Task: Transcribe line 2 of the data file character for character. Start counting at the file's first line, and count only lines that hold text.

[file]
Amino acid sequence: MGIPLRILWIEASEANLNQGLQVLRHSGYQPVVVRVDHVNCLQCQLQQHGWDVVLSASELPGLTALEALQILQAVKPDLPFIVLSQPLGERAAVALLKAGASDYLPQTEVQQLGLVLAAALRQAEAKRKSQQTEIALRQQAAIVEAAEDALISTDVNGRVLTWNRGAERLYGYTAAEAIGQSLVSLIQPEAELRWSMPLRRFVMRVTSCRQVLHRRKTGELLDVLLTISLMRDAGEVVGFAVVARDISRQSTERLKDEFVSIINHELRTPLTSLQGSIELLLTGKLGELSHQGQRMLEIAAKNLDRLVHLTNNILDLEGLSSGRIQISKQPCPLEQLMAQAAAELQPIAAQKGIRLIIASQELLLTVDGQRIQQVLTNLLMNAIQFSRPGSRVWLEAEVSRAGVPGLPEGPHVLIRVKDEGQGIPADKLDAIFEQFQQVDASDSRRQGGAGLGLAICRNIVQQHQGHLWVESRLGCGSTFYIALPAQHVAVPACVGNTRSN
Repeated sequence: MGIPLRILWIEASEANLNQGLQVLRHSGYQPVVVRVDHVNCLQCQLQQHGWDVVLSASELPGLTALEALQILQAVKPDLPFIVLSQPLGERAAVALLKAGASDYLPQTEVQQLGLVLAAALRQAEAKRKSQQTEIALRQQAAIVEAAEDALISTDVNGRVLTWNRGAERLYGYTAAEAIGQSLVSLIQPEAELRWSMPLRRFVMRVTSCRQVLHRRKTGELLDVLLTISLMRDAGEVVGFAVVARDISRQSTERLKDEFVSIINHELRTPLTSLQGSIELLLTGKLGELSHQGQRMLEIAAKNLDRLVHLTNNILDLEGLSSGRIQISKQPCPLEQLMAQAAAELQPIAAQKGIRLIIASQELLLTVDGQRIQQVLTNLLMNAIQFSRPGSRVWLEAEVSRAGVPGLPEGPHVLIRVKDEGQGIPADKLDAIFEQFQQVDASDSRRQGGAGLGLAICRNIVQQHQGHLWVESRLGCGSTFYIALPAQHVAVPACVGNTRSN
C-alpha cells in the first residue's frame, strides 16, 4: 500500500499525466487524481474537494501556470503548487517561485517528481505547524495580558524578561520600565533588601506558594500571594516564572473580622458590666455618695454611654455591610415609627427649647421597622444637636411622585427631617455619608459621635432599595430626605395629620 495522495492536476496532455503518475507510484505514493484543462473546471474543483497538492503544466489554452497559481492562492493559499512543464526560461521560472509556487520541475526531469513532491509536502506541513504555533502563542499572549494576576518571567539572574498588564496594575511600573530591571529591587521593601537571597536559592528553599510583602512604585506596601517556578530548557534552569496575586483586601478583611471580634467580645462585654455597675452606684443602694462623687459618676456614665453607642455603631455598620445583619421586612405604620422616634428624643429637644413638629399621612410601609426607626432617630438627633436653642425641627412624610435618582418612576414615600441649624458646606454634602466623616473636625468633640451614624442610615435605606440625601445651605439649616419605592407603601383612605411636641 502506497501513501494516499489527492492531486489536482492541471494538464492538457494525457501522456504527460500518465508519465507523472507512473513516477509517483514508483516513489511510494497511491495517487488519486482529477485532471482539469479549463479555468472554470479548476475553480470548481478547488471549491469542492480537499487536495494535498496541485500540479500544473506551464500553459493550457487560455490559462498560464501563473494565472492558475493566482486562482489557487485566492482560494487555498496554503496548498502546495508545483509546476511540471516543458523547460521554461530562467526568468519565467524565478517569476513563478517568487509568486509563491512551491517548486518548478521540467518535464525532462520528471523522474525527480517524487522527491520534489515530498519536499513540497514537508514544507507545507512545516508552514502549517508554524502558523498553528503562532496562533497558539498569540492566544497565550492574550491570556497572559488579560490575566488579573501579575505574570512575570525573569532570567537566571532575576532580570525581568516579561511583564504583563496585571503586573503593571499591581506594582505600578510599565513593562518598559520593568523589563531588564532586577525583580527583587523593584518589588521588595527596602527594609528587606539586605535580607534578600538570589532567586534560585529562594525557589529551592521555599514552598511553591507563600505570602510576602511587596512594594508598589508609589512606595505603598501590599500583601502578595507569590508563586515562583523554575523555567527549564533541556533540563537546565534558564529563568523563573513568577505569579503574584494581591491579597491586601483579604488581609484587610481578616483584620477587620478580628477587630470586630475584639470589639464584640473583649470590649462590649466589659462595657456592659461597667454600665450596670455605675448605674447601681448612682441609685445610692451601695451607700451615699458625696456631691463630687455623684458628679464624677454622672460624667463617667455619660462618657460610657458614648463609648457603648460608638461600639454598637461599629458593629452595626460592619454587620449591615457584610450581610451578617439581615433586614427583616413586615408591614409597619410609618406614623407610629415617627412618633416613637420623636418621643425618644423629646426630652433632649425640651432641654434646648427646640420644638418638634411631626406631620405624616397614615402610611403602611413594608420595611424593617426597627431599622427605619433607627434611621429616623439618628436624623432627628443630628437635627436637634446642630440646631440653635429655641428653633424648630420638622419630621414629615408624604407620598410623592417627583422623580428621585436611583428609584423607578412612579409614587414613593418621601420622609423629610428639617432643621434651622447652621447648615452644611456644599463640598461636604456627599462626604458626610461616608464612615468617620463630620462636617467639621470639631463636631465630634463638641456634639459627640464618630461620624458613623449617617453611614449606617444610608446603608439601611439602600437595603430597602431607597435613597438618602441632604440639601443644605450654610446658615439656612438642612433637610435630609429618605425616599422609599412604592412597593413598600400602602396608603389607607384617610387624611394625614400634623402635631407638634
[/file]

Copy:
Repeated sequence: MGIPLRILWIEASEANLNQGLQVLRHSGYQPVVVRVDHVNCLQCQLQQHGWDVVLSASELPGLTALEALQILQAVKPDLPFIVLSQPLGERAAVALLKAGASDYLPQTEVQQLGLVLAAALRQAEAKRKSQQTEIALRQQAAIVEAAEDALISTDVNGRVLTWNRGAERLYGYTAAEAIGQSLVSLIQPEAELRWSMPLRRFVMRVTSCRQVLHRRKTGELLDVLLTISLMRDAGEVVGFAVVARDISRQSTERLKDEFVSIINHELRTPLTSLQGSIELLLTGKLGELSHQGQRMLEIAAKNLDRLVHLTNNILDLEGLSSGRIQISKQPCPLEQLMAQAAAELQPIAAQKGIRLIIASQELLLTVDGQRIQQVLTNLLMNAIQFSRPGSRVWLEAEVSRAGVPGLPEGPHVLIRVKDEGQGIPADKLDAIFEQFQQVDASDSRRQGGAGLGLAICRNIVQQHQGHLWVESRLGCGSTFYIALPAQHVAVPACVGNTRSN